The Camaro went 13.30 from the factory and was featured in Hot Rod magazine as a build. It
If you don't know who Judson Massingill is, let us give you an introduction. In the late '70s, Jud was a drag racer and a car guy just like you or me. His racing exploits began on the streets with a '69 Z/28 Camaro that eventually evolved into an NHRA stocker. Jud was successful for a while. Then as the rules began to change and the cars got faster and more expensive, money got tight and he was unable to compete in the faster classes. This was during the time when circle track racing was still cheap, so Jud hung up the wheelie bars for a funny offset chassis and went roundy-round on the half-mile oval.
If you know anything about drag racing and circle track, you know those two sports eat parts. To feed the appetite, Jud worked at garages that built race cars to learn a little more and earn the money he needed to race his cars and attend the University of Houston during the day. Despite the two competing responsibilities, Jud won some races and attracted some attention. Soon, he was offered a job working with a fledgling Winston Cup team, which he took on in place of the evening job, and his career was on its way.
After graduating from college, Jud opened his own shop, Northwest Engine and Supply, to handle the demands of circle track racing and ensure the quality of the machine work and engines that went into his race cars. His reputation for quality attracted clients as well as lines of potential employees looking to learn something about the industry. Business was good, but Jud began to notice that his employees would stay for a year, learn what they needed to know, then move down the street and start shops of their own. Jud was bringing sponsors in to teach them how to work on their own cars as well. Facing a growing number of people wishing to learn about engines, Jud hatched the plan to start the School of Automotive Machinists (SAM). Working from his machine shop, he quickly built a roster of potential students, and the school was born.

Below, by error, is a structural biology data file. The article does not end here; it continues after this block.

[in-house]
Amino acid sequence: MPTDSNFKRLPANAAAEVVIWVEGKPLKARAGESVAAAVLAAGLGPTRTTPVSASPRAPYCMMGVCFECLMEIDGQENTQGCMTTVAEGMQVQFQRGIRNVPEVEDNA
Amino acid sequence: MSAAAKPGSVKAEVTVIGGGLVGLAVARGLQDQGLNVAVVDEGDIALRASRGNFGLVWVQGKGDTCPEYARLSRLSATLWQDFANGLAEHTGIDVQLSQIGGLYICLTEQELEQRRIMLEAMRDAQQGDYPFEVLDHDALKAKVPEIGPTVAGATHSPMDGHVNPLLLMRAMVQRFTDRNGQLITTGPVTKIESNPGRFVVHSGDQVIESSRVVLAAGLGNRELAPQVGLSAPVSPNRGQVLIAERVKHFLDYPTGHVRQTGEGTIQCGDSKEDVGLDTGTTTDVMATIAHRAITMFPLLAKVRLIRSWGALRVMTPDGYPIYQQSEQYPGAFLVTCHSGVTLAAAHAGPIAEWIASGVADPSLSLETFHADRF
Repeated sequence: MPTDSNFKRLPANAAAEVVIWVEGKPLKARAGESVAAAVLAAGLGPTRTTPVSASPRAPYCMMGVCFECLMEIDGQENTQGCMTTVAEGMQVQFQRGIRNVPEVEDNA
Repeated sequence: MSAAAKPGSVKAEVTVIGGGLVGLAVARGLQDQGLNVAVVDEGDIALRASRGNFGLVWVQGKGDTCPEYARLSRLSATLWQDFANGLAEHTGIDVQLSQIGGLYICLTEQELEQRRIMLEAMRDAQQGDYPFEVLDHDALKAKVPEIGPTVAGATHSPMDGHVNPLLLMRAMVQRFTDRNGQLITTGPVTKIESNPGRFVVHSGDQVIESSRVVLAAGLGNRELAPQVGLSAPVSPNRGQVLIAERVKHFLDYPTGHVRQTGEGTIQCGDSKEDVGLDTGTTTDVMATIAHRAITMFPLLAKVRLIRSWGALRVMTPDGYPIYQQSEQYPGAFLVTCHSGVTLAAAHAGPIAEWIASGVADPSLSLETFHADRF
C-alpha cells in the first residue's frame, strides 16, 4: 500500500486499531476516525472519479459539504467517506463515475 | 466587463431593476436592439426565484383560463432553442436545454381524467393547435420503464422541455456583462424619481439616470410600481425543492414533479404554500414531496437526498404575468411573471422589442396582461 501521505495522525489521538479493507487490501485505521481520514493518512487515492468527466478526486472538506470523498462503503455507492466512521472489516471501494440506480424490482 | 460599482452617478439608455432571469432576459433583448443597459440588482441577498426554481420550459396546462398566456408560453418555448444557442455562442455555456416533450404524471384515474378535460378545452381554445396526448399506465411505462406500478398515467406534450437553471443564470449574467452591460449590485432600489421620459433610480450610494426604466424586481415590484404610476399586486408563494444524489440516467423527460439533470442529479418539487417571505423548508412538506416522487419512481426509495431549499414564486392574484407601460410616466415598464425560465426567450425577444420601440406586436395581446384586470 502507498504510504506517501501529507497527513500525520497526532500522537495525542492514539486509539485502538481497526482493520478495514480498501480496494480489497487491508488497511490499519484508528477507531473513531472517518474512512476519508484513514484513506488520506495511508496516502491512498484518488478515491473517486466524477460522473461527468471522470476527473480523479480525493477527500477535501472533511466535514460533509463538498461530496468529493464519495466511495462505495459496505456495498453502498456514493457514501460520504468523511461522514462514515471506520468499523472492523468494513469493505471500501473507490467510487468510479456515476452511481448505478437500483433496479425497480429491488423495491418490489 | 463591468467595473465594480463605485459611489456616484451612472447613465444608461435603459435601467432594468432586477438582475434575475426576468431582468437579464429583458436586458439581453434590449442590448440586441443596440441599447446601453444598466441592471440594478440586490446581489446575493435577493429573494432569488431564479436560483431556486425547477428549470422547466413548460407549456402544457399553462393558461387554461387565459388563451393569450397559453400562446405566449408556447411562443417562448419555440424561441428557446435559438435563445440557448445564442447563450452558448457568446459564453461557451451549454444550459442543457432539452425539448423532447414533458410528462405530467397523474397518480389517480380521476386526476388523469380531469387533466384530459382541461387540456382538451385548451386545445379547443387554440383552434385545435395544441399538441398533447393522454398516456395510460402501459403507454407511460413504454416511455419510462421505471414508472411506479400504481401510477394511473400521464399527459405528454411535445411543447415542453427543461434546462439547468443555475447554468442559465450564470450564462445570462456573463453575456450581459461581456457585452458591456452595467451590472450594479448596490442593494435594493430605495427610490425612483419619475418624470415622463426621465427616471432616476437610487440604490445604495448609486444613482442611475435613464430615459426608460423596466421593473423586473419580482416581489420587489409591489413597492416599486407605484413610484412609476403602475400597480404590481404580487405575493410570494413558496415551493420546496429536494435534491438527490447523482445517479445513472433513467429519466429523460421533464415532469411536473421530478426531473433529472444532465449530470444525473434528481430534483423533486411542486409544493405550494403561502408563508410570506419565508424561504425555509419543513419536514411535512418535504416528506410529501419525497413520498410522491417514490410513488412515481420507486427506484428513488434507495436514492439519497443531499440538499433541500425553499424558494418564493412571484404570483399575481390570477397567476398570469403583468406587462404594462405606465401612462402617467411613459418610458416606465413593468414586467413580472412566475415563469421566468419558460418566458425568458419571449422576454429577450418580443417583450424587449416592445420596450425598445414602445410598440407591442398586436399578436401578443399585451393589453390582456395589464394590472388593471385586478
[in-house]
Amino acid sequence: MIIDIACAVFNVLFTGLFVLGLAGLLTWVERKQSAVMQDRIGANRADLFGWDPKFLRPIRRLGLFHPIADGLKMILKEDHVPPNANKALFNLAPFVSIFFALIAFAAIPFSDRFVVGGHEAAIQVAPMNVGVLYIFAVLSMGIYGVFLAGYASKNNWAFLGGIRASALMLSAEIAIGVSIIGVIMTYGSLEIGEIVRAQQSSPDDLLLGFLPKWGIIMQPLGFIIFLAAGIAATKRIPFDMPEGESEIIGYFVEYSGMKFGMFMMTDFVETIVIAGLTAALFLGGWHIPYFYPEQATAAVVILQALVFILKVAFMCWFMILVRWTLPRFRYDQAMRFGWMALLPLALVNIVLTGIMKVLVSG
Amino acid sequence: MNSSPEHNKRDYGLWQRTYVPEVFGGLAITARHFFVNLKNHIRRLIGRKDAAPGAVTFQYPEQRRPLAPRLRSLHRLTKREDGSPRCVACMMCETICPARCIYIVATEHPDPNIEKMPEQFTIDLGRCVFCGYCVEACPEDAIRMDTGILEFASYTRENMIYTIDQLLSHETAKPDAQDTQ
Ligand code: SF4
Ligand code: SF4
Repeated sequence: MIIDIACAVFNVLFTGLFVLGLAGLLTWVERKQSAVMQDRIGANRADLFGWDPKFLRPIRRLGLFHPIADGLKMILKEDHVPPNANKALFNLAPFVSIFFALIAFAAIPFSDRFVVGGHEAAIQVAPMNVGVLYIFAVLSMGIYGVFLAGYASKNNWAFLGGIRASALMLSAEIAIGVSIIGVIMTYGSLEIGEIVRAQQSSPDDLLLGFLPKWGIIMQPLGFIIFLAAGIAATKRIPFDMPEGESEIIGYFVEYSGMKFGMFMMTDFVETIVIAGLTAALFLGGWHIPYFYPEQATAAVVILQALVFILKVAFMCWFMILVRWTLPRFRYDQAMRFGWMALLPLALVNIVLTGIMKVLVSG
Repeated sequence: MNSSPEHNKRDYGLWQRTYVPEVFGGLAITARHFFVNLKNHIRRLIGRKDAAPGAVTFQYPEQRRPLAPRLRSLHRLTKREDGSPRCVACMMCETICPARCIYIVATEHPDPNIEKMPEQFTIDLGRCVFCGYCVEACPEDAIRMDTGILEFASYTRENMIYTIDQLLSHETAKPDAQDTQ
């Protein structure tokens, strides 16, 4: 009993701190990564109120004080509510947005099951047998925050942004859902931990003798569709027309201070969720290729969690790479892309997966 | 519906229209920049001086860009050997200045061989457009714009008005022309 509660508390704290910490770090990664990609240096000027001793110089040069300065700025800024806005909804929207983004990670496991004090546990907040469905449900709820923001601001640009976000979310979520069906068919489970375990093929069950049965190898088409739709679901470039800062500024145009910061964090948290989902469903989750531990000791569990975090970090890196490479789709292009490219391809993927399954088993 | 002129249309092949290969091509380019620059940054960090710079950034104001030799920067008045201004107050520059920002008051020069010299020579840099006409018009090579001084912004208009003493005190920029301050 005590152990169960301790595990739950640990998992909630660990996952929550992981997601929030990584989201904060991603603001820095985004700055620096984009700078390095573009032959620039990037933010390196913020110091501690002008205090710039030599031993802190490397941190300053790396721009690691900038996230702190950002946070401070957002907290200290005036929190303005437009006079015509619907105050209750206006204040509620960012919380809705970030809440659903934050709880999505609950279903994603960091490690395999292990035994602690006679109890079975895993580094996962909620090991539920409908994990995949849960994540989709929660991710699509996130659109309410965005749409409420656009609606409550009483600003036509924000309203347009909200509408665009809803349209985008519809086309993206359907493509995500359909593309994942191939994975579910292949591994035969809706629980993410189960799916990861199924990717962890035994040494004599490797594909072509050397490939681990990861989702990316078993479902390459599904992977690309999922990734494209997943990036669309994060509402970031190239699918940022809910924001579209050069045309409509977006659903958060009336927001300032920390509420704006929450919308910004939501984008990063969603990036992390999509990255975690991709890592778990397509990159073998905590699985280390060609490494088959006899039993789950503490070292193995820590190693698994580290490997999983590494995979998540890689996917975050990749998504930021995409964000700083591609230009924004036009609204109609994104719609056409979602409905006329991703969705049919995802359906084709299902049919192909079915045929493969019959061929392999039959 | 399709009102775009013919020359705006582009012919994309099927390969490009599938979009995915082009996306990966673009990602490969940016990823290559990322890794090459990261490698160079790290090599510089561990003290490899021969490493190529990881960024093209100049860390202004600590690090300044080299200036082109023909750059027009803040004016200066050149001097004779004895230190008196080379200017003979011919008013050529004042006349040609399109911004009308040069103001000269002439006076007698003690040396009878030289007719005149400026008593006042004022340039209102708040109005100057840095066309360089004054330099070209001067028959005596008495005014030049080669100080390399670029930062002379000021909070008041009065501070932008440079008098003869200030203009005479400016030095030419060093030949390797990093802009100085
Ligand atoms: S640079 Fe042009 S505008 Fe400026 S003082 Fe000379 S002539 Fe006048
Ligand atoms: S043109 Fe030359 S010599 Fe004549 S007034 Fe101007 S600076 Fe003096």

The students love the '99 Camaro SS. Jud ordered it from Chevrolet in 1999 without the flo
Today, SAM cranks out students who work on most of the major NHRA Pro Stock teams, in addition to people who want to start their own shops or get a cool job building race engines. Each year, Jud teaches between 125 and 140 students using nine different theory and hands-on classes to get them ready for jobs in the industry. The school uses what is called continuous start, where students take an orientation course, a hands-on tool course, then rotate into the curriculum until all the courses are completed.
It's not all schoolwork and classrooms. Jud takes students out to races to see how a serious operation works. He's not satisfied with merely watching the race; he wants the students to understand what decisions are made in the pits and how they relate to the race itself. The races aren't mandatory, but everyone has the opportunity to attend. Jud had 36 students attending the NMCA finals to race the school's '99 Camaro SS. It would be nice to have that kind of a crew, wouldn't it?
The car is on wheel blocks and jackstands, so don't hyperventilate about the 2x4s under the pumpkin.
During the '08 finals, Jud decided to add a cool dual-throttle-body setup that at first se
The rear suspension pieces are from BMR. The horizontal orange bar is a Panhard rod that c
Normally, the torque arm mounts to the transmission tailshaft and the differential housing
The rear differential is a Ford 9-inch with 5.14 gears. The orange tab next to the drivesh
The T56 is long gone, so John had to modify this BMR crossmember to fit the Jericho four-s
On a race car, you don't need gallons of fuel and you don't want the extra weight. The 427